Corsica roadtrip.The road network in Corsica is similar to the coastline. The island has a size of around 532 km, but at the same time no less than 1047 km coastline. This is becauseCorsica has almost none straight roads. Even on the map you need to search to find a straight path of more than 1 kilometer. Enough reason to explore this island with a motorbike.
We sail on the night boat from Marseille to Bastia and arrive the following morning around 7:00 am and eat a delicious sandwich on the promenade. The first day we drive direct across the island to Ajaccio. We visit Corte, which was the capital since 1981, and can call itself the first university town of Corsica. We enjoy the wonderful winding road and need 3 hours driving for this 130 km highway. When we arrive in Ajaccio, it is very crowdie because there is a car rally taken place. A beautiful happening, but the disadvantage is that all hotels are full and we need several hours to find a hotel with vacancy.
We drive from Ajaccio to Bonifacio, the southernmost tip of the island. This village is build like a bird's nest on top of a cliff, high above the sea. On a clear day you can even see the neighbouring Italian island of Sardinia. In wild storms there are several ships lost in the front of Bonifacio, including the famous frigate La Semillante, for witch a monument is placed by France.
At this monument a Corsican man told us that Corsica officially belongs to France, but that Corsica must emphatically not be seen as part of France. It has more relationship with Italy, but overall they prefer to see themselves as independent. We make a special visit to the cemetery of Bonifacio, where the graves are above ground in small houses. These houses are built of granite and luxurious marble and often large enough for whole families. This together with the named squares and streets gives the cemetery almost the feeling of a holiday village ....
The return to Ajaccio is only 120 km, but again we need 4 hours because of all the beautiful curves in the road.
In Ajaccio you see everywhere monuments of Napoleon Bonaparte who was born here, but from his brother Louis Napoleon, who was 4 years old monarch of our own kingdom Holland, you find sadly not one monument. Anyway, Ajaccio has a beautiful harbour and a nice centre with plenty of restaurants where you can eat overlooking the rugged Mediterranean sea. We drive from Ajaccioto the Scandola nature reserve, which, since 1983, has been designated as UNESCO world heritage. We admire the beautiful coastline of rugged rocks and cliffs and then go inland to see the mountains. We drive through small and pretty bad roads to the Col de Tartavello and enjoy the nice scenery. Once again we notice that on Corsica you can drive only a few kilometers on a day.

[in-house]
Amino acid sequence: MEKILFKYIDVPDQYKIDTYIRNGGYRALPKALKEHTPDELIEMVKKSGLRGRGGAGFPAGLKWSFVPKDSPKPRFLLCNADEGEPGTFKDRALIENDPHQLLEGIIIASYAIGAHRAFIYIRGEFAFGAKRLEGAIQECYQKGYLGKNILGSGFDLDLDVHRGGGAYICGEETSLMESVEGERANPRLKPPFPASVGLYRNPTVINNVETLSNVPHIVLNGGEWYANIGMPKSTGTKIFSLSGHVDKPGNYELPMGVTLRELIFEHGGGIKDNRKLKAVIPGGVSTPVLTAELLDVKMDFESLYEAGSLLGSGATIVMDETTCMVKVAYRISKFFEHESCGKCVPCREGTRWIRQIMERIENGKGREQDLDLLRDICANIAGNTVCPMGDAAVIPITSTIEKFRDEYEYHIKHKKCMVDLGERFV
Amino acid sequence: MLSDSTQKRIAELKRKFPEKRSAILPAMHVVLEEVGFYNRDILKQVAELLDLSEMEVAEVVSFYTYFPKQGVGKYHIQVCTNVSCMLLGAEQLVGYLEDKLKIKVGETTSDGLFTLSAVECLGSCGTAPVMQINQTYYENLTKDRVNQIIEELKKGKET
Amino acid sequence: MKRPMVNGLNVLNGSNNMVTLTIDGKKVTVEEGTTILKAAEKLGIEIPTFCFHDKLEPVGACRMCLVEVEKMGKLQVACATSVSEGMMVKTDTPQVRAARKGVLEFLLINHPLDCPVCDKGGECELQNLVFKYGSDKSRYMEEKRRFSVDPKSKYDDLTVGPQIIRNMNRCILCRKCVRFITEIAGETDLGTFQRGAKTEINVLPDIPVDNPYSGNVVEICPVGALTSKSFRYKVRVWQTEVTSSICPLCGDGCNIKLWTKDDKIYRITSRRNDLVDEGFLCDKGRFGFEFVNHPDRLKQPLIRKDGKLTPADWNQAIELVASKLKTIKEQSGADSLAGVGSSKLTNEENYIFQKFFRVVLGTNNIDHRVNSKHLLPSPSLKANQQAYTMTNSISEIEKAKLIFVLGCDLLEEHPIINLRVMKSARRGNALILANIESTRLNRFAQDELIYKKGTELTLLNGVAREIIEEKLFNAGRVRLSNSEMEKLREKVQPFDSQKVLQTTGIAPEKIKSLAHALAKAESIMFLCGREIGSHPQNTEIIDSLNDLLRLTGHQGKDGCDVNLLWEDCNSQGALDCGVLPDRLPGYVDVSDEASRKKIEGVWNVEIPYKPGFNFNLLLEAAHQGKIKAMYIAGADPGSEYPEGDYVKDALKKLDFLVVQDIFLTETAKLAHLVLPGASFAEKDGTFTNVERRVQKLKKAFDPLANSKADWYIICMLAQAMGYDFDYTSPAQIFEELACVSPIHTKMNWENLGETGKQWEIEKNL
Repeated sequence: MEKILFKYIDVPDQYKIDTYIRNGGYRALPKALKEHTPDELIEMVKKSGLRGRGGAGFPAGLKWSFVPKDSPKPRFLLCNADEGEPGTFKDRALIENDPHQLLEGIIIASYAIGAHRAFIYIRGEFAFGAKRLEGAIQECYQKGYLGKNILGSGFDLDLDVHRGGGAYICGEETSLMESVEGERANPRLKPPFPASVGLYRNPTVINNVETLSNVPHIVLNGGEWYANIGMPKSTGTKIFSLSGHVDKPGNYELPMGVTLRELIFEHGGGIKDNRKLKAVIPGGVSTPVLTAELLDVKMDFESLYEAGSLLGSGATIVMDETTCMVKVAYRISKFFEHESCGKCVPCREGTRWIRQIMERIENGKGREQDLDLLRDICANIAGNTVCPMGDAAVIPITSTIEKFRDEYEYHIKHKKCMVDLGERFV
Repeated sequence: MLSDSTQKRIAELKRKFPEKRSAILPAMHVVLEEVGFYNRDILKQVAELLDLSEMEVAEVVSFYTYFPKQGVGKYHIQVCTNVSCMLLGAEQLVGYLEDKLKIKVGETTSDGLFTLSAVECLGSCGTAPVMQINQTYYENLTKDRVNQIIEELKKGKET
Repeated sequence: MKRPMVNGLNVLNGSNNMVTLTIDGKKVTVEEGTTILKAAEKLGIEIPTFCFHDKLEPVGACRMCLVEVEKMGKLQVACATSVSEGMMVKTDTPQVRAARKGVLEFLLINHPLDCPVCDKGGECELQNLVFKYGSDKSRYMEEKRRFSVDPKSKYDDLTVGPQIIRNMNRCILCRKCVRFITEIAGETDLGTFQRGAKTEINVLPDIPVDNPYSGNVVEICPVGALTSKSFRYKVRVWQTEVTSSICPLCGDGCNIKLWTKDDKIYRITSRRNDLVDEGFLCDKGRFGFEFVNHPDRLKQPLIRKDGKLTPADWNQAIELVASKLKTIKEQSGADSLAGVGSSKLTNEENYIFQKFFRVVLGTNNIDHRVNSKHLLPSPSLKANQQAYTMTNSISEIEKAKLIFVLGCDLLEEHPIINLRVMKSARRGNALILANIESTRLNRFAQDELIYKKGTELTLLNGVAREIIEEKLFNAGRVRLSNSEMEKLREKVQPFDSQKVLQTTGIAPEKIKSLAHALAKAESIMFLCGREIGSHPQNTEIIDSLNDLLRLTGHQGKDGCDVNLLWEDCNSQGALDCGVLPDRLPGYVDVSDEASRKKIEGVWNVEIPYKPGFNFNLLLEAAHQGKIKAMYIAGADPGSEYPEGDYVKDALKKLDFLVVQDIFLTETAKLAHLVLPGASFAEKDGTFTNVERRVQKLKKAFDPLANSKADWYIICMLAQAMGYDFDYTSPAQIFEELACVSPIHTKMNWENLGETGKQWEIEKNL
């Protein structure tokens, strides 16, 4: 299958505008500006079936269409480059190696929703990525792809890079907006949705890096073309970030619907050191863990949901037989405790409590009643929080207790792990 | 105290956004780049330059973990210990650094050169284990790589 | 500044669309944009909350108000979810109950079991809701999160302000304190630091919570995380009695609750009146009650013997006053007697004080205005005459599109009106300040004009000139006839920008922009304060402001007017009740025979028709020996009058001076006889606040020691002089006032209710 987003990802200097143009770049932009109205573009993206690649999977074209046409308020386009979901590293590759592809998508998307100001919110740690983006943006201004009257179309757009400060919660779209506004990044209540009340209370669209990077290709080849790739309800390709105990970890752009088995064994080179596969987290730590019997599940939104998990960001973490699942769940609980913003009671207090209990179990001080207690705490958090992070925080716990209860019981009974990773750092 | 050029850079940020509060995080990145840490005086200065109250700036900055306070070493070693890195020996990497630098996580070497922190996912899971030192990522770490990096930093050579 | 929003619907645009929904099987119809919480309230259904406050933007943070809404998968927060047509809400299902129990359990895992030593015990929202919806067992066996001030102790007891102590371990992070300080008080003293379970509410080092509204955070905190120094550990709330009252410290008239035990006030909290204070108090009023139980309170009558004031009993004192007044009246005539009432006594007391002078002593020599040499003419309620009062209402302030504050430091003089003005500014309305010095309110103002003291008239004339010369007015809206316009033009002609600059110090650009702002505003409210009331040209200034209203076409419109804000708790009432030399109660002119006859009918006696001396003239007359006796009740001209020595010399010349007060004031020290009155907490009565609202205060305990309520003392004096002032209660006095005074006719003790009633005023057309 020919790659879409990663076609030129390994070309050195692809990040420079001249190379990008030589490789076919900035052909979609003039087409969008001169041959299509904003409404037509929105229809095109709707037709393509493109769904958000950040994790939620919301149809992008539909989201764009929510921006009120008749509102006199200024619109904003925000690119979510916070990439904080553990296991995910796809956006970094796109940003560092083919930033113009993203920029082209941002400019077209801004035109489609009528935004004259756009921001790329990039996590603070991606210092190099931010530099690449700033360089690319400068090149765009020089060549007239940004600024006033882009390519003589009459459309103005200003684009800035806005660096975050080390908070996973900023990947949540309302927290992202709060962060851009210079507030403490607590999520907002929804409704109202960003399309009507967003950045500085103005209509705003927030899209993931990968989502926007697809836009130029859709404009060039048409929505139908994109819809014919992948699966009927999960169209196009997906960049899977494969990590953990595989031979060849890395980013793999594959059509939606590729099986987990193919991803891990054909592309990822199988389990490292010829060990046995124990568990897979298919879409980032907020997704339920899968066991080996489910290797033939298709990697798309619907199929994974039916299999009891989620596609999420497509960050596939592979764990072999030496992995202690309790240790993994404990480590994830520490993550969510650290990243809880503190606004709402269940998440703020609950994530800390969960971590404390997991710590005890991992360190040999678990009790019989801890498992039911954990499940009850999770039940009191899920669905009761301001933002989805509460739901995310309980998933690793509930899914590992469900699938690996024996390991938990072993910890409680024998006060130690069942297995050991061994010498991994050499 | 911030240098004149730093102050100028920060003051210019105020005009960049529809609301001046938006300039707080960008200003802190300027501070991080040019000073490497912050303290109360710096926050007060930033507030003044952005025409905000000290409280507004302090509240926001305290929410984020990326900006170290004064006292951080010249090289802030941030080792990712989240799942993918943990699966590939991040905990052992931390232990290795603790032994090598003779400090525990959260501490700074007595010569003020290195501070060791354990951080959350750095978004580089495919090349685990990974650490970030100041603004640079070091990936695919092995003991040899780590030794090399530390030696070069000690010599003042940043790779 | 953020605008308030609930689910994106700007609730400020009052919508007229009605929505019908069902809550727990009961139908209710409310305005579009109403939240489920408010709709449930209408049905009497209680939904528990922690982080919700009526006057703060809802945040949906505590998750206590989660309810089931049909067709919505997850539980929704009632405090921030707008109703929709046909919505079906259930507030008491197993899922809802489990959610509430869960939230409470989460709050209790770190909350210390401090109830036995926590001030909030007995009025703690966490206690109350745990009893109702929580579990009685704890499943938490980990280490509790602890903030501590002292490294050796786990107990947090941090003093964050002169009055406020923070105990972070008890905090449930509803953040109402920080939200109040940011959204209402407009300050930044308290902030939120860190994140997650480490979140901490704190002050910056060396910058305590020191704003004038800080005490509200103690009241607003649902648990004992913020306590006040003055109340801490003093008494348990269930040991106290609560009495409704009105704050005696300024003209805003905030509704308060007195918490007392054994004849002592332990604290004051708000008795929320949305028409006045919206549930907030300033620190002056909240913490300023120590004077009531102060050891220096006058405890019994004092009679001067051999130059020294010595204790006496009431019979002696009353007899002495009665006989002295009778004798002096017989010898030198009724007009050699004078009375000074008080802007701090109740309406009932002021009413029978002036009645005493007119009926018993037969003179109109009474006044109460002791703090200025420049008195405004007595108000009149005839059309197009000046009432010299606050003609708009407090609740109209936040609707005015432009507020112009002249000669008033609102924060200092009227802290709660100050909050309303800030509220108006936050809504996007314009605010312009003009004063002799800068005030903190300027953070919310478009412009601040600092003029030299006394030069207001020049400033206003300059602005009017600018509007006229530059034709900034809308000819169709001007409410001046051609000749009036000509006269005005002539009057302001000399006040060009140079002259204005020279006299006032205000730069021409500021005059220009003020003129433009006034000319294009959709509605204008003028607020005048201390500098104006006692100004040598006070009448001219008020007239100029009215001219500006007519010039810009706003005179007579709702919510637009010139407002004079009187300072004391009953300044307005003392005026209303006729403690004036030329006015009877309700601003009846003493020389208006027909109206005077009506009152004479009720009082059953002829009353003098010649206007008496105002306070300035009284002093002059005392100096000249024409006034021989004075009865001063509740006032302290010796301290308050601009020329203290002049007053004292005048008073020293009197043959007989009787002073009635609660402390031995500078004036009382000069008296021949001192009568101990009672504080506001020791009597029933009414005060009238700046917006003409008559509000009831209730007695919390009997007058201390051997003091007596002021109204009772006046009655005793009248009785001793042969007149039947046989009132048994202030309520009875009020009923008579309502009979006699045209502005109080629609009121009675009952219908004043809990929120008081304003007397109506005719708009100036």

The last few days in Corsica, we stay in Bastia, where we make a round trip of Cap Corse. On a wonderful sunny day we drive through the west side to the top of Cap Corse on perfect asphalt. On one side high cliffs and on the other side a dream blue sea. Regularly you get splendid places on high cliffs were you can make the most beautiful pictures from the sea.
The views on the east of Cap Corse are just as good as on the west, but the asphalt is so bad that you need al your attention for the road.
From Bastia we visit Calvi, the birthplace of Columbus, if we believe the Corsican legend. Evidence is however never delivered, but for the tourists the Corsicans did make a little monument placed on a ruin.
The road between Bastia and Calvi is again one out of a booklet. Certainly the first 25 km accompanied by a lunar landscape, with brand new tight winding asphalt. I can not resist starting my camera and going into race-mode, resulting in a separate race movie on www.LifeIsJoy.nl.
On our last day we stroll true Bastia searching for a nice terrace on the Place St. Nicolas. From this square we have a nice view on our ferry, but after a couple hours waiting we hear that the boat will not sail at all today. The French company SNCM strikes again and refuses us without any apology or explanation. Fortunately, Corsica also has a own ferry company, and after some searching and talking we find some seats back home. All sleeping cabins are gone, but because of a large storm at sea, nobody is getting much sleep.
Overlooking our holiday we can conclude that Corsica is beautiful and probably has the most corners per square kilometer in the world: Corsica is a real paradise for motorbikes.
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